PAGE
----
[ECOS] sscanf --> CYG_ASSERTCLASS( this, "Stream object is not a valid stream!" ) is failing

Adolfo Lucha Adolfo.Lucha@controlware.de
Mon May 26 17:51:00 GMT 2003


I  faced a problem while calling sscanf(). Let me explain the constellation:

I have two threads. One of them writes periodically to a file with the sequence fopen, fwrite, fclose. The file is placed in the flush. I integrated the Tevero Flush File System in eCos.

The other thread, calls in correlation to external events which occurs also periodically but asynchronous,   the sscanf() function. The sscanf() function transform all the arguments and afterwards, unnecessarily because there are no more fields to be converted, it calls refill(). Refill calls cyg_libc_stdio_flush_all_but() where it comes to call *stream->flush_output_unlocked()*. In flush_output_unlocked() the macro CYG_ASSERTCLASS( this, "Stream object is not a valid stream!" ) is failing.

I am debugging that problem view days. I think it can be of two natures: A wrong pointer is corrupting the memory or there are some lock/unlock problems while accessing the file array present in Cyg_libc_stdio_files class. I read suspect :-) comments in cyg_libc_stdio_flush_all_but() function about lock/unlock mechanism.

Other observation: When the debugger stopped at the mentioned assert point, the stream object points to an object where the member magic_validity_word contains different values. Some time it contains 0xBADBAD and some times it contains other unpredictable values. Because of the first appearance I fell that it can be a lock/unlock problem, because it should never occur. The code 0xBADBAD is written explicite in two methods: dtor() and initialise(). The unpredictable contents suggest me the presence of a spurious pointer (which I still do not found).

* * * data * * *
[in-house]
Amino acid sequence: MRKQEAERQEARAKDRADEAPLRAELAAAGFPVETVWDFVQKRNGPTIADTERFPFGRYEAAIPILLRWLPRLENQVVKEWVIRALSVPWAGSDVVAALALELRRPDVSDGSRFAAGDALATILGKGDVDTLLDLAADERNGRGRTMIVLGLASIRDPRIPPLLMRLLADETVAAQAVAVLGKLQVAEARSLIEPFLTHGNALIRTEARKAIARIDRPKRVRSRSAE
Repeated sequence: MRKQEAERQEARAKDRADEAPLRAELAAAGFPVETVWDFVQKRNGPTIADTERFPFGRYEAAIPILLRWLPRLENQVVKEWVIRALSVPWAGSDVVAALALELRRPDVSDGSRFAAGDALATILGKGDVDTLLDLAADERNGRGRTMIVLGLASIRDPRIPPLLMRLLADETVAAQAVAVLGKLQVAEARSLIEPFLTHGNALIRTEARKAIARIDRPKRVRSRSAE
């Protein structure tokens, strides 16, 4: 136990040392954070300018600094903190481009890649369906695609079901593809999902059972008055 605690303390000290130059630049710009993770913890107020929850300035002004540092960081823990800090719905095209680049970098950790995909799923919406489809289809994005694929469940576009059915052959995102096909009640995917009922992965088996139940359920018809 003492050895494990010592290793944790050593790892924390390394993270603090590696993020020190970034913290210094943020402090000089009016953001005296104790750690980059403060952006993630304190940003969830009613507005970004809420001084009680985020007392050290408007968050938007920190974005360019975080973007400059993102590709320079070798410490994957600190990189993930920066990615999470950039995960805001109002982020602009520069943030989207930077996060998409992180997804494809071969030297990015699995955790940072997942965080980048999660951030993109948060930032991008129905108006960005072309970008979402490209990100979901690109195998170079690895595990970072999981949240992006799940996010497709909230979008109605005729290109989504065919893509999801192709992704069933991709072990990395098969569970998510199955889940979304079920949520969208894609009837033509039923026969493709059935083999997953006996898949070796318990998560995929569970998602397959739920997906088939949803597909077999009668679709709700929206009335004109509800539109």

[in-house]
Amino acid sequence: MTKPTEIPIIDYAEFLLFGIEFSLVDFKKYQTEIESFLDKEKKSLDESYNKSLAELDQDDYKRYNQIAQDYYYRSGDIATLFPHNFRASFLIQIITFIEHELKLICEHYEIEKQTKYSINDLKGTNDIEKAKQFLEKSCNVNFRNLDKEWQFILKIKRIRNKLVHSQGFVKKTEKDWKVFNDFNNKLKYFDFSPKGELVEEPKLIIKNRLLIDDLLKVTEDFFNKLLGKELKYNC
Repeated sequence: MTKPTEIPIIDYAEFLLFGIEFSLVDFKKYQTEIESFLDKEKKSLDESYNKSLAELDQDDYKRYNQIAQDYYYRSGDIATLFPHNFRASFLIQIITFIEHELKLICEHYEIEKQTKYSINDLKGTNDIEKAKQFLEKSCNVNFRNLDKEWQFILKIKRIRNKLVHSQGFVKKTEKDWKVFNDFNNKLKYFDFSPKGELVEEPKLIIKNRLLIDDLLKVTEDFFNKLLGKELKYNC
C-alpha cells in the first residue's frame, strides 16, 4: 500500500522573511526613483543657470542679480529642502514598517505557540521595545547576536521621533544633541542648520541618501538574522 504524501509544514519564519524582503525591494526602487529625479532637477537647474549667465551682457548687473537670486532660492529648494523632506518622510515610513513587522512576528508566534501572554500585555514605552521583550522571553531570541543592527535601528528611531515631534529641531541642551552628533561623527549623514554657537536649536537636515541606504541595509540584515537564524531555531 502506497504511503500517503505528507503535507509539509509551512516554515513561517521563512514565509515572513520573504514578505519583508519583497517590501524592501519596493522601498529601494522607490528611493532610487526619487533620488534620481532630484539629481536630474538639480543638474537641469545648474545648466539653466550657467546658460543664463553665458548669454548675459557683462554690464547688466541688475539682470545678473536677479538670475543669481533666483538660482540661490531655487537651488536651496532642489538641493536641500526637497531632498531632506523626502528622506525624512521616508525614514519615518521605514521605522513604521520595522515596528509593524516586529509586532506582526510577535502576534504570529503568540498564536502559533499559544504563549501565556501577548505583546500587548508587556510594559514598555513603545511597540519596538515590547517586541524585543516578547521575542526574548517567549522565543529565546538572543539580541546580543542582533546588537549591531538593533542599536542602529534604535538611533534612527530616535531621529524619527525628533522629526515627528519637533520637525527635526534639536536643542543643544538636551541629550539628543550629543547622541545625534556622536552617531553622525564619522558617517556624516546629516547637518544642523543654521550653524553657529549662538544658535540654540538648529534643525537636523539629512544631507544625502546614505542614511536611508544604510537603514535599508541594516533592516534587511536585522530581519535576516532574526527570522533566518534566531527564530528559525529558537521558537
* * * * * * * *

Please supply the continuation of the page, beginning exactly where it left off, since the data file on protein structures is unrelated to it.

I am of course compiling with CYGSEM_LIBC_STDIO_THREAD_SAFE_STREAMS defined.

One thread is using fopen() while the other is calling open(). But I think it does not matter. Mix of both layers should be possible is not it?

The second thread is opening the file, as mentioned, using open() and keeping it open for lifetime of the thread.

Workaround: Because I do not understand why it is still crashing I done a dirty workaround. I added some space to the buffer given as first parameter to the sscanf() function. That avoids the call to refill and consequently the call to flush_output_unlocked(). It works but it is not really a solution.

Hints will be appreciated.


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